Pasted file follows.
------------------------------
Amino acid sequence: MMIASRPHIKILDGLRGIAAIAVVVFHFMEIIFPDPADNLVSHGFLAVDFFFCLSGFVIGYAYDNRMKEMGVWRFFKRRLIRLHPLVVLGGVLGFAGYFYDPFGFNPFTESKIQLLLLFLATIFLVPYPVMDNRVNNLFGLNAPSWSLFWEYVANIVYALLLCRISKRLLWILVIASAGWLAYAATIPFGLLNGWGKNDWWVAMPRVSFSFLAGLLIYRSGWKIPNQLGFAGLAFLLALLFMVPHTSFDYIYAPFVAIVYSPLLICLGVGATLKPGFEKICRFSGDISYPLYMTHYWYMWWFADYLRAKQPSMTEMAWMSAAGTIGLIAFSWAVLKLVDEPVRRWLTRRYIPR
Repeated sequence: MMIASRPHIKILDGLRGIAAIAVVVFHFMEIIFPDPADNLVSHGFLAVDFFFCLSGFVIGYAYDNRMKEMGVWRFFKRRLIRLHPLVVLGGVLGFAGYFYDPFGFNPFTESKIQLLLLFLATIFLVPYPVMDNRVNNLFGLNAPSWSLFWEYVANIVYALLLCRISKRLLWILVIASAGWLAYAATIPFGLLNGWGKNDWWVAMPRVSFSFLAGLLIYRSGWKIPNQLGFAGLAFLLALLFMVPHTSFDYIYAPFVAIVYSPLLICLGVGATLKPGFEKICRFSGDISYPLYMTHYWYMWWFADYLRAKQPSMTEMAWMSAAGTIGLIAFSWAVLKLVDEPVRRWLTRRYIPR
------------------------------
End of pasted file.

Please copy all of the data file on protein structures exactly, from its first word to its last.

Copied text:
Amino acid sequence: MMIASRPHIKILDGLRGIAAIAVVVFHFMEIIFPDPADNLVSHGFLAVDFFFCLSGFVIGYAYDNRMKEMGVWRFFKRRLIRLHPLVVLGGVLGFAGYFYDPFGFNPFTESKIQLLLLFLATIFLVPYPVMDNRVNNLFGLNAPSWSLFWEYVANIVYALLLCRISKRLLWILVIASAGWLAYAATIPFGLLNGWGKNDWWVAMPRVSFSFLAGLLIYRSGWKIPNQLGFAGLAFLLALLFMVPHTSFDYIYAPFVAIVYSPLLICLGVGATLKPGFEKICRFSGDISYPLYMTHYWYMWWFADYLRAKQPSMTEMAWMSAAGTIGLIAFSWAVLKLVDEPVRRWLTRRYIPR
Repeated sequence: MMIASRPHIKILDGLRGIAAIAVVVFHFMEIIFPDPADNLVSHGFLAVDFFFCLSGFVIGYAYDNRMKEMGVWRFFKRRLIRLHPLVVLGGVLGFAGYFYDPFGFNPFTESKIQLLLLFLATIFLVPYPVMDNRVNNLFGLNAPSWSLFWEYVANIVYALLLCRISKRLLWILVIASAGWLAYAATIPFGLLNGWGKNDWWVAMPRVSFSFLAGLLIYRSGWKIPNQLGFAGLAFLLALLFMVPHTSFDYIYAPFVAIVYSPLLICLGVGATLKPGFEKICRFSGDISYPLYMTHYWYMWWFADYLRAKQPSMTEMAWMSAAGTIGLIAFSWAVLKLVDEPVRRWLTRRYIPR